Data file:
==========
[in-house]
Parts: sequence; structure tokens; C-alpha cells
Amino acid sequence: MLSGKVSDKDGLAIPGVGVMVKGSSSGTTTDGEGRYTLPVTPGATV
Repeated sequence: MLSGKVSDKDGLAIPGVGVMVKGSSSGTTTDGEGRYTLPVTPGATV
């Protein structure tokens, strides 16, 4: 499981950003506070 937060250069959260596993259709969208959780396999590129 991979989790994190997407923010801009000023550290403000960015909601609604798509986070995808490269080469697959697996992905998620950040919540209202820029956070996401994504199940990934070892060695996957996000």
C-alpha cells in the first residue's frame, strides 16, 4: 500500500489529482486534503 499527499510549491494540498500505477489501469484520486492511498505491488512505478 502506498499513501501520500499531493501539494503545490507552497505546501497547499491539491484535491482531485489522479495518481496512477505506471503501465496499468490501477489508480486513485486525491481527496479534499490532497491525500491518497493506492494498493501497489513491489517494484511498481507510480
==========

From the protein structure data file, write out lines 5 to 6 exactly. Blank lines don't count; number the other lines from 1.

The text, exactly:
């Protein structure tokens, strides 16, 4: 499981950003506070 937060250069959260596993259709969208959780396999590129 991979989790994190997407923010801009000023550290403000960015909601609604798509986070995808490269080469697959697996992905998620950040919540209202820029956070996401994504199940990934070892060695996957996000």
C-alpha cells in the first residue's frame, strides 16, 4: 500500500489529482486534503 499527499510549491494540498500505477489501469484520486492511498505491488512505478 502506498499513501501520500499531493501539494503545490507552497505546501497547499491539491484535491482531485489522479495518481496512477505506471503501465496499468490501477489508480486513485486525491481527496479534499490532497491525500491518497493506492494498493501497489513491489517494484511498481507510480